In the end, more than 8,000 Eternity subscribers became WORLD loyalists-a conversion rate most marketers would drool over. The Eternity acquisition also added luster to WORLD's reputation as publishing newcomers took over the venerable magazine from Philadelphia. It was a second look that was so critical at that stage in the young magazine's life.
You can occasionally tell something about a book by its cover. What magazine but WORLD would have decided-altogether legitimately-to put Woody Allen, Tom Landry, and John Calvin side by side on the same cover? If that doesn't get someone to look inside, what will?
"Three steel trap minds," that week's cover proclaimed under pictures of the three men. Three remarkable performers in very diverse fields who never let a detail get past them. Movie-making, pro-football coaching, and theology may typically get split up into separate periodicals for treatment by specialists. But not in WORLD, where the point is to explore the great biblical themes that hold life together, whatever calling you might be pursuing at any given time. "Allen sometimes seems to teeter on the edge of conversion . . . ," observed reviewer Doug LeBlanc in his look at the 1989 movie Crimes and Misdemeanors, "but he always has managed to return to the more familiar, and therefore more perversely comforting, world of disbelief."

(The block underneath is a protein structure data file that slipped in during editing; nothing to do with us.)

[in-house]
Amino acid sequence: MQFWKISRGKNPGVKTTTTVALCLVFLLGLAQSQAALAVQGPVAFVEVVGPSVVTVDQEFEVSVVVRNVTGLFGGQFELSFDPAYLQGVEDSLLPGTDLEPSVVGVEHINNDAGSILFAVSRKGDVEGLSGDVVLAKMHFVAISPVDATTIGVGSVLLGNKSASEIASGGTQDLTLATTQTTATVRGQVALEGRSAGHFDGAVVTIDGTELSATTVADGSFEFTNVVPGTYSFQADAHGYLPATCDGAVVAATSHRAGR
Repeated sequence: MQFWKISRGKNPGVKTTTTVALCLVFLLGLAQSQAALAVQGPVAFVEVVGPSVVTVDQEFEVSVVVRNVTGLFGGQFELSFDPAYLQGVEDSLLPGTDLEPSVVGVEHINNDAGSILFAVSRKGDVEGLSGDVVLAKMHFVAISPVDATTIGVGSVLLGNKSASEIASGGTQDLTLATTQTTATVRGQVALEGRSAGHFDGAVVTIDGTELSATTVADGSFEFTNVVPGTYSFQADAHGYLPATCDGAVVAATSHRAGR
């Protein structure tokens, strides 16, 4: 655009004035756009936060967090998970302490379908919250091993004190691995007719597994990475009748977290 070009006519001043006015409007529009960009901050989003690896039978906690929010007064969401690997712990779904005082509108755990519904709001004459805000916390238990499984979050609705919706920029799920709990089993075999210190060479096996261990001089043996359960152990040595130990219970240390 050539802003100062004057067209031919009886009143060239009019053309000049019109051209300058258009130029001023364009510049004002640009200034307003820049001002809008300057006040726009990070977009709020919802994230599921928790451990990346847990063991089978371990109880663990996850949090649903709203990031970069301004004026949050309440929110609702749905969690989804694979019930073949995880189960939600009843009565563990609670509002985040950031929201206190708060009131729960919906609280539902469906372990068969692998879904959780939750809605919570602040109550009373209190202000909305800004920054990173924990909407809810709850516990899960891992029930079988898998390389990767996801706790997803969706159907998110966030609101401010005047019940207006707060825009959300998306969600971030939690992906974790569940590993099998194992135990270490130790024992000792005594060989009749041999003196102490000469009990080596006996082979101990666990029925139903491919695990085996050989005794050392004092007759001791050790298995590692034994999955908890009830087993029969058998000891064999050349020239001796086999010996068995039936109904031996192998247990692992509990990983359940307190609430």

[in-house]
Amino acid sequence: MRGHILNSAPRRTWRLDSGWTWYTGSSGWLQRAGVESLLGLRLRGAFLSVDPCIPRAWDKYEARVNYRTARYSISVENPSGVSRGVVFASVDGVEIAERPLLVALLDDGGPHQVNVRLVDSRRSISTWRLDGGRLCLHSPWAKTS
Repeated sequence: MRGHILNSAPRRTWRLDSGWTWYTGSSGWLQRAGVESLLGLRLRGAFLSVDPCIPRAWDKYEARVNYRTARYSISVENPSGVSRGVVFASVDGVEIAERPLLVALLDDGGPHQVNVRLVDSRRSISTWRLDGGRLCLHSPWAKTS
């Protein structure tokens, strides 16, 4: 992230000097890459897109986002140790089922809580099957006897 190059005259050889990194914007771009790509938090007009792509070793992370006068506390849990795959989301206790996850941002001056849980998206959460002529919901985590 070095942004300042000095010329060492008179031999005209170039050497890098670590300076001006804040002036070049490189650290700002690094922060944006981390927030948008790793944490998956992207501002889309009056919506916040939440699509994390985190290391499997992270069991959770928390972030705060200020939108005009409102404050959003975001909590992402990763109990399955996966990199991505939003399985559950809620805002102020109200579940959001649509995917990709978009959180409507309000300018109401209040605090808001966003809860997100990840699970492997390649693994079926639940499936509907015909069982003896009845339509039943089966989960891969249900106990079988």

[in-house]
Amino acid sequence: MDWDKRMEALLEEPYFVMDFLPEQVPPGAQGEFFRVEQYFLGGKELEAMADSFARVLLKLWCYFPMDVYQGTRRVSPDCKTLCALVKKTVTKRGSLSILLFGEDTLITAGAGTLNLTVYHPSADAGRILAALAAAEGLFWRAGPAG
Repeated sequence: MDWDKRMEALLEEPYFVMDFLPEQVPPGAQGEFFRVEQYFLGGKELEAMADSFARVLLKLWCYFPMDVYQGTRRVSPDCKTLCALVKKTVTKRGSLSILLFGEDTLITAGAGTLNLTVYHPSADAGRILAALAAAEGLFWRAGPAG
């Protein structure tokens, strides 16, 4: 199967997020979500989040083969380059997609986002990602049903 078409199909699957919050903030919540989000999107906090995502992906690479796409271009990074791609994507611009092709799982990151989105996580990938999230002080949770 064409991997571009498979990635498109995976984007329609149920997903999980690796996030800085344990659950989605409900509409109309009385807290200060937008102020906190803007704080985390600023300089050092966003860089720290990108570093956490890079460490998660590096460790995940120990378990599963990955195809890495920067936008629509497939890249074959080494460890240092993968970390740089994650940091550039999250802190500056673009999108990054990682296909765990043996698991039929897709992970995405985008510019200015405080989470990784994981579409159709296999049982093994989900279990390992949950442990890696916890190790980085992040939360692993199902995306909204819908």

"Try to imagine Tom Landry crying," noted Russ Pulliam in the treatment of a new biography. "It did happen-once anyway. That's part of this story of the former Dallas Cowboys coach and his contribution both to pro football and the kingdom of Jesus Christ."
"There is far more to Calvin than a tough-minded theologian," asserted Cal Beisner in still a third review that week. "He combined intellectual rigor and heart-felt tenderness, passion for the church and vision for society, high-minded soberness and light-hearted humor."
Where else, in the religious or secular press, would you look for a thoughtful and competent look in so many different directions? I've always looked at that cover, early as it was, with a sense of being able to say: We're doing it-and here is a wonderfully terse illustration of what we've got to keep on doing every single week.